$194,000 Cash Discrepancy
Mosby said her committee raised over $189,000 in 2021 and the first two weeks of 2022.
The report cites the Friends’ current cash balance as $193,953.23, but then reports $387,906.46 – or precisely double that balance – in the committee’s account at The Harbor Bank of Maryland.
There is no explanation for the discrepancy.
The bulk of funds collected by Mosby came from a November fundraiser at Baltimore Soundstage and in the final weeks of December and early January.
Following last week’s indictment, Mosby said she will not resign and is expected to run for a third term as state’s attorney, with the critical Democratic Party primary looming in June.
Among those who contributed to her campaign since news of the federal investigation broke last March:
- J.P. Grant, the Columbia-based financier who admitted paying $100,000 to former Mayor Catherine Pugh shortly before she was sworn into office in 2016. Grant was never charged in the investigation ($2,500).
- Kimberly Morton, former COS for mayors Pugh and Bernard C. “Jack” Young, who promoted Mosby’s early career as an assistant state’s attorney ($250).
- Nick Mosby ($6,000) through his campaign committee, which also reported spending $40,000 to pay Kostelanetz & Fink, the law firm of his personal defense attorney, Caroline Ciraolo, as well as $12,500 to Bolden’s ReedSmith, which initially represented him in the federal probe.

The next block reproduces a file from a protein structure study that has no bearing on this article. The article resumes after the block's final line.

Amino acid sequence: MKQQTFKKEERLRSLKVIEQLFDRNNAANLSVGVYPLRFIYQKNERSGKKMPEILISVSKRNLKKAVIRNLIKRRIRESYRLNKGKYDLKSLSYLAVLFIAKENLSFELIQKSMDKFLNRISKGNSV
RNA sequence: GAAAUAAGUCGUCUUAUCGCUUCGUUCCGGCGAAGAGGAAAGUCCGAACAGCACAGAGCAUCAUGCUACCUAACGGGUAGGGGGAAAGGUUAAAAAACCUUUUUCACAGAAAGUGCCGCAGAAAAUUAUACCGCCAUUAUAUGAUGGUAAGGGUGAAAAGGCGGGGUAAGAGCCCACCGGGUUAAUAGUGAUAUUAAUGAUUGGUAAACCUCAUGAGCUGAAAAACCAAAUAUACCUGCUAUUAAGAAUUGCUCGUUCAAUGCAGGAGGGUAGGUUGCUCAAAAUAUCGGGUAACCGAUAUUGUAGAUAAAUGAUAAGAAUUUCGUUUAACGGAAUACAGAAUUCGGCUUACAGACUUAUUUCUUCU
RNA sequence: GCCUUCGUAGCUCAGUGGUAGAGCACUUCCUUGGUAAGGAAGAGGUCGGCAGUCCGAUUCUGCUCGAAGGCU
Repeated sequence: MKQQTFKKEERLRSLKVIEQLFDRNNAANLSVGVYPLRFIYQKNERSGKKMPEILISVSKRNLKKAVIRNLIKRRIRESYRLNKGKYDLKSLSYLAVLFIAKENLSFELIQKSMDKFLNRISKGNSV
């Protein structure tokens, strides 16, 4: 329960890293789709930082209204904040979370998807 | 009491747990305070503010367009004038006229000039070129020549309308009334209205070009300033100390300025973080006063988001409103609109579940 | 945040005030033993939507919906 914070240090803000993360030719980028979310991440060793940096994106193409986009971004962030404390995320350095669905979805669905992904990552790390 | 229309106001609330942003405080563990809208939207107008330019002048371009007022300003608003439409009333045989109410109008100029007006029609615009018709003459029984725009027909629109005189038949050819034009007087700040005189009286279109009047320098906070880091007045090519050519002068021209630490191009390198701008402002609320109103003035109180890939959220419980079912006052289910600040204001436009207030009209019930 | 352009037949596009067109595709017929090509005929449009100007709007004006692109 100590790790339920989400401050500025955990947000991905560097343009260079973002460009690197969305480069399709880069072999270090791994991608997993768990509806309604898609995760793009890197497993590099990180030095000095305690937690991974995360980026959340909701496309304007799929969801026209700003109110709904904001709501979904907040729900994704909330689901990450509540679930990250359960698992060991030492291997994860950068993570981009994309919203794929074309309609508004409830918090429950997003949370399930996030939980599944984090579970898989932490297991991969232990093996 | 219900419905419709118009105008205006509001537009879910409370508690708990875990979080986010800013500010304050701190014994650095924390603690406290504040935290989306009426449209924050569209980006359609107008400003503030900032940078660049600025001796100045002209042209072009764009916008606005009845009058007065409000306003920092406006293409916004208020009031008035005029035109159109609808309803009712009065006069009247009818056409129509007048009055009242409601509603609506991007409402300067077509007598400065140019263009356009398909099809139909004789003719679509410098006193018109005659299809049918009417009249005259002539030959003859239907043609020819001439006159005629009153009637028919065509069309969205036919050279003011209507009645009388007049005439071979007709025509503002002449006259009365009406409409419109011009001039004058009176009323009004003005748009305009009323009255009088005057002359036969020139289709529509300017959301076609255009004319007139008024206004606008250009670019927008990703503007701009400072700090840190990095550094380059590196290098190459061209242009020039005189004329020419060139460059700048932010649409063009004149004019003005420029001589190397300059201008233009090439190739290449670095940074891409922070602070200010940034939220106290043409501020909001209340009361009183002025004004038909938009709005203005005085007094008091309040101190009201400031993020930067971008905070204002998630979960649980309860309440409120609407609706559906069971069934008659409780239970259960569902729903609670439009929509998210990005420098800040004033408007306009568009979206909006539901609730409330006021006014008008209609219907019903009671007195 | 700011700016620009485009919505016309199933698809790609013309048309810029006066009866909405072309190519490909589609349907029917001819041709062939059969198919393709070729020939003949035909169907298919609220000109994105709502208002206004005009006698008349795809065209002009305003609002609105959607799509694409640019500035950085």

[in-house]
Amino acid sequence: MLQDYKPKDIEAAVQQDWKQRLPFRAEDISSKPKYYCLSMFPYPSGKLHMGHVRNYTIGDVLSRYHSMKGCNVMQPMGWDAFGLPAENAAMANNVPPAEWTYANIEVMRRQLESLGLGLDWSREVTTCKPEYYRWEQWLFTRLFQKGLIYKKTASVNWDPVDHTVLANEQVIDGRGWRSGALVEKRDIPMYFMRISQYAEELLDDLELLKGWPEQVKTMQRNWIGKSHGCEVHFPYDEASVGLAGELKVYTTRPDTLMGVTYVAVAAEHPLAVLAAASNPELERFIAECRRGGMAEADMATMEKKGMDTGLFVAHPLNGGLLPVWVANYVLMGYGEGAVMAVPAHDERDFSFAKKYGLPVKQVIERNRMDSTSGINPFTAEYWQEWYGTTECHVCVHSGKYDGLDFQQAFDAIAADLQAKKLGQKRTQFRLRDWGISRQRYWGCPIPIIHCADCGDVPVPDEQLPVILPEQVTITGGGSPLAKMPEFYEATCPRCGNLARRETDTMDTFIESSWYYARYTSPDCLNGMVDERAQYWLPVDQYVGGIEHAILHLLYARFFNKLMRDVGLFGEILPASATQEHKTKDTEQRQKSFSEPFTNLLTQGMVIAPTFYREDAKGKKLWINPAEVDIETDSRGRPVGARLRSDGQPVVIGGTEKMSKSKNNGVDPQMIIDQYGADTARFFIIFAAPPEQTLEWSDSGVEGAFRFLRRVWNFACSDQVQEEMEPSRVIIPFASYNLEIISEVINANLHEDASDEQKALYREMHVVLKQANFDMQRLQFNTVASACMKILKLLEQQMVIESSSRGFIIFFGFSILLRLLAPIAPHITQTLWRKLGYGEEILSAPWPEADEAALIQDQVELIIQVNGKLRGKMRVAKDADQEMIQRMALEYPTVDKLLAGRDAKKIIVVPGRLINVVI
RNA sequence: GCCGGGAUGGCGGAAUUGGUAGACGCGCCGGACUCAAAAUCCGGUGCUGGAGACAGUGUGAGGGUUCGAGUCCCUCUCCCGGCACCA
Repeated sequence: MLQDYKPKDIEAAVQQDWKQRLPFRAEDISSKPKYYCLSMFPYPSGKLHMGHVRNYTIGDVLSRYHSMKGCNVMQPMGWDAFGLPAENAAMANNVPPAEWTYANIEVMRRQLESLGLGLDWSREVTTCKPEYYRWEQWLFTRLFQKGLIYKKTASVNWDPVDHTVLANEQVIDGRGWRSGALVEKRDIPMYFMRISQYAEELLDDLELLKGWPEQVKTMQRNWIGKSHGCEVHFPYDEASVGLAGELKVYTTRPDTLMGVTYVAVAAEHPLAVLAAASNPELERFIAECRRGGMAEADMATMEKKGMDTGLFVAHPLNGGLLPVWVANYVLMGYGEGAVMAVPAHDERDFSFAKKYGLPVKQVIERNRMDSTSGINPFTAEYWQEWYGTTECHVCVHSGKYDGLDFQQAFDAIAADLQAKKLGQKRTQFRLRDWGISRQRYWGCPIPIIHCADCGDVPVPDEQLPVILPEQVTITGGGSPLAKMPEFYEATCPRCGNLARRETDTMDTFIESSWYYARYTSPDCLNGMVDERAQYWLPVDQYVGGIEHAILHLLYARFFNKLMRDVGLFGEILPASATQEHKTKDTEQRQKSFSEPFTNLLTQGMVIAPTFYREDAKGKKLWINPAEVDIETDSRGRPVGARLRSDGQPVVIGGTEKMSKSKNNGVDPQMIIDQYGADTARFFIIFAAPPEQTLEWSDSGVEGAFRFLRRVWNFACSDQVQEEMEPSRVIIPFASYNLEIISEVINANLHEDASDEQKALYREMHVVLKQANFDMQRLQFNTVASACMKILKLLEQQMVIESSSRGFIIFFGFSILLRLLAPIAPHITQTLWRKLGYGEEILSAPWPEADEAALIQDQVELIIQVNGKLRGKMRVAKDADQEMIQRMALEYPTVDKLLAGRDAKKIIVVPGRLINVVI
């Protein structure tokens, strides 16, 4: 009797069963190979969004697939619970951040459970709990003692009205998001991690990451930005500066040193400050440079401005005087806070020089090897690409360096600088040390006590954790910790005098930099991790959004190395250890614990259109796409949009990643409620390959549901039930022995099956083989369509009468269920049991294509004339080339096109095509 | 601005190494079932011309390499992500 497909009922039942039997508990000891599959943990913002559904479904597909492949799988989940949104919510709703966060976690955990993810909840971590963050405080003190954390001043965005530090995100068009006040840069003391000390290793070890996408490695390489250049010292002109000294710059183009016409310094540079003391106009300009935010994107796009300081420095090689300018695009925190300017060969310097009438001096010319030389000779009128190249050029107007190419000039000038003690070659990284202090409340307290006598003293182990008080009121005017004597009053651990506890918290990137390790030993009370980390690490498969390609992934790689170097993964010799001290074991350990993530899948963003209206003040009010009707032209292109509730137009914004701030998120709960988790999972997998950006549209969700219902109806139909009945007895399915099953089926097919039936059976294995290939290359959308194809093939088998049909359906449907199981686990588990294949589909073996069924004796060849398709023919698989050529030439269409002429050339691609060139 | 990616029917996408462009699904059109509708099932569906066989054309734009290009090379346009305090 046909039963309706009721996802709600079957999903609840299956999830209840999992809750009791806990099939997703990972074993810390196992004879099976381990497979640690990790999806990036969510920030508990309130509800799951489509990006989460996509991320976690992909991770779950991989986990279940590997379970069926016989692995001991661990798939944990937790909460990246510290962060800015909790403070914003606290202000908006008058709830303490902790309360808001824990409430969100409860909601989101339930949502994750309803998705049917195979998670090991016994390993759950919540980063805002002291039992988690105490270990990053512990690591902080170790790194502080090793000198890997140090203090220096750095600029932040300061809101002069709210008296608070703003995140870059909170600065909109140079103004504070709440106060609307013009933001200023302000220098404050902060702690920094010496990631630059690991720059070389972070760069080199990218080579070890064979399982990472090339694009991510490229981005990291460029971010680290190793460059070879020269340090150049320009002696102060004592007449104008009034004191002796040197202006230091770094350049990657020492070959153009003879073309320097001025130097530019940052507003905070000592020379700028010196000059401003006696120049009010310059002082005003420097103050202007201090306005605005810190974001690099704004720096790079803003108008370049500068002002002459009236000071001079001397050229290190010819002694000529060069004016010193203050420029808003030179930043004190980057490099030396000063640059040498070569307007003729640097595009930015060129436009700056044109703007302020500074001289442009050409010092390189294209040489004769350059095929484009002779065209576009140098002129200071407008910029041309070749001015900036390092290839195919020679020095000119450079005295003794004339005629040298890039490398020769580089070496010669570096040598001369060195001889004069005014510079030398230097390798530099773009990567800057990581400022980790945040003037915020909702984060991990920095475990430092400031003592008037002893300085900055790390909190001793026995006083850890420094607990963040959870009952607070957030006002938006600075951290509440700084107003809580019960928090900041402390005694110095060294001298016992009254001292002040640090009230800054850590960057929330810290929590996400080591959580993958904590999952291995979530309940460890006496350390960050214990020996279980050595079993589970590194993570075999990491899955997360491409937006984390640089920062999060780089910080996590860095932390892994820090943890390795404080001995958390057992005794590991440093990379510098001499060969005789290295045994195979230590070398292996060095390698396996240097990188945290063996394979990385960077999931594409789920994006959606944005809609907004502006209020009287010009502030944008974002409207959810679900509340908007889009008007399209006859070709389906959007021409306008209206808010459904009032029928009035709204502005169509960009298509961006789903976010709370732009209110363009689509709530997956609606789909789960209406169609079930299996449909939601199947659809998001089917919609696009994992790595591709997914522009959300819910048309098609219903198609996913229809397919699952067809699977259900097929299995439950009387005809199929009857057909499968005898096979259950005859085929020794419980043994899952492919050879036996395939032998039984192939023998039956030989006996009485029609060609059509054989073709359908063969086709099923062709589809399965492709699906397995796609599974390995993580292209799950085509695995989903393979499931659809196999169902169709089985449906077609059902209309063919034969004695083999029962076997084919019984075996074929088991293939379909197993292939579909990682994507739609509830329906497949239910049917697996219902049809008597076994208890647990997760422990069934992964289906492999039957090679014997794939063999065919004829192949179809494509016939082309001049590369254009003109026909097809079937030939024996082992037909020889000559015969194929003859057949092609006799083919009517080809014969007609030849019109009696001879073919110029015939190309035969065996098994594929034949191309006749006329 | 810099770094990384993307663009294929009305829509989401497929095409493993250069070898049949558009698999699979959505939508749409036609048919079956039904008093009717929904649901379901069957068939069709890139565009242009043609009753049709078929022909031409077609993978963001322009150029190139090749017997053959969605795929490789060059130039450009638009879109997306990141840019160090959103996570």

- Former Baltimore mayor and current president of University of Baltimore Kurt Schmoke ($500).
- Murphy, Falcon & Murphy, headed by longtime Mosby supporter, attorney “Billy” Murphy ($2,200).
- Ronald H. Lipscomb, who testified to lavishing gifts on former mayor Sheila Dixon during the state prosecution that led to Dixon’s conviction and resignation ($1,000).
- Kevin Liles and other executives at 300 Entertainment, the New York record label of Young Thug, Megan Thee Stallion and Mary J. Blige ($7,850).
- Phillip Stokes, principal of events manager greiBO and husband of Downtown Partnership CEO Shelonda Stokes ($2,600).
- Former City Councilman Carl Stokes ($500).
- Annapolis Coalition of Black Progressives PAC ($6,000).
- Julie Greenwald, a Brooklyn-based executive at Atlantic Records ($6,000).
- City Councilman Antonio Glover ($450).
- Campaign committee of Councilman Yitzy Schleifer ($2,000)
- Baltimore City Police Officer Kalman Finkelstein ($2,500).
- Janice Bledsoe, acting Baltimore chief deputy state’s attorney ($2,000).
- A. Scott Bolden, listed as “Alan Bolden” ($1,000).
- Emanuel Bailey, president and CEO of DC09, a vendor for the D.C. Lottery ($6,000).
- Carletta Higginson, head of global music publishing for Google ($6,000).
- Criminal defense attorney Brian Thompson and his law firm Silverman, Thompson, Slutkin & White ($2,500).
- Criminal defense attorney J. Wyndal Gordon ($2,000).
- Criminal defense attorney James Rhodes and his law firm ($2,750).
- Jada McCray, COO and co-owner of BTST Services, who contributed $7,000, or $1,000 over the legal campaign limit in Maryland.